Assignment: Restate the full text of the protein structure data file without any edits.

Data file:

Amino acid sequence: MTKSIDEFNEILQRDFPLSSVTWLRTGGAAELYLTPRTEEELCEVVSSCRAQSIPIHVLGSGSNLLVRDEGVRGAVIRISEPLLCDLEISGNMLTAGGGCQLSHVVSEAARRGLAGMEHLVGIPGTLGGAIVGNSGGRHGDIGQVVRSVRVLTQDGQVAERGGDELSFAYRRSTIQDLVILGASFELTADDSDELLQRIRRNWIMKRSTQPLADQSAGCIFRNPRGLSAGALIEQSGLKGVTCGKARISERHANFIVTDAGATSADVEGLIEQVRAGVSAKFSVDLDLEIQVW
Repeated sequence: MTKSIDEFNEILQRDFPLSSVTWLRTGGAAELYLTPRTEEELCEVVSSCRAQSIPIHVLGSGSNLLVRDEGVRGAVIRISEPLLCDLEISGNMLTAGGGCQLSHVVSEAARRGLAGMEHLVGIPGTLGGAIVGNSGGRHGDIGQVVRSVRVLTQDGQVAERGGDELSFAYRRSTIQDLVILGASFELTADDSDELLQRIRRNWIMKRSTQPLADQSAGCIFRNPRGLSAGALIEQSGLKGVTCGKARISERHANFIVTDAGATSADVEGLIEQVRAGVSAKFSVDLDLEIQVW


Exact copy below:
Amino acid sequence: MTKSIDEFNEILQRDFPLSSVTWLRTGGAAELYLTPRTEEELCEVVSSCRAQSIPIHVLGSGSNLLVRDEGVRGAVIRISEPLLCDLEISGNMLTAGGGCQLSHVVSEAARRGLAGMEHLVGIPGTLGGAIVGNSGGRHGDIGQVVRSVRVLTQDGQVAERGGDELSFAYRRSTIQDLVILGASFELTADDSDELLQRIRRNWIMKRSTQPLADQSAGCIFRNPRGLSAGALIEQSGLKGVTCGKARISERHANFIVTDAGATSADVEGLIEQVRAGVSAKFSVDLDLEIQVW
Repeated sequence: MTKSIDEFNEILQRDFPLSSVTWLRTGGAAELYLTPRTEEELCEVVSSCRAQSIPIHVLGSGSNLLVRDEGVRGAVIRISEPLLCDLEISGNMLTAGGGCQLSHVVSEAARRGLAGMEHLVGIPGTLGGAIVGNSGGRHGDIGQVVRSVRVLTQDGQVAERGGDELSFAYRRSTIQDLVILGASFELTADDSDELLQRIRRNWIMKRSTQPLADQSAGCIFRNPRGLSAGALIEQSGLKGVTCGKARISERHANFIVTDAGATSADVEGLIEQVRAGVSAKFSVDLDLEIQVW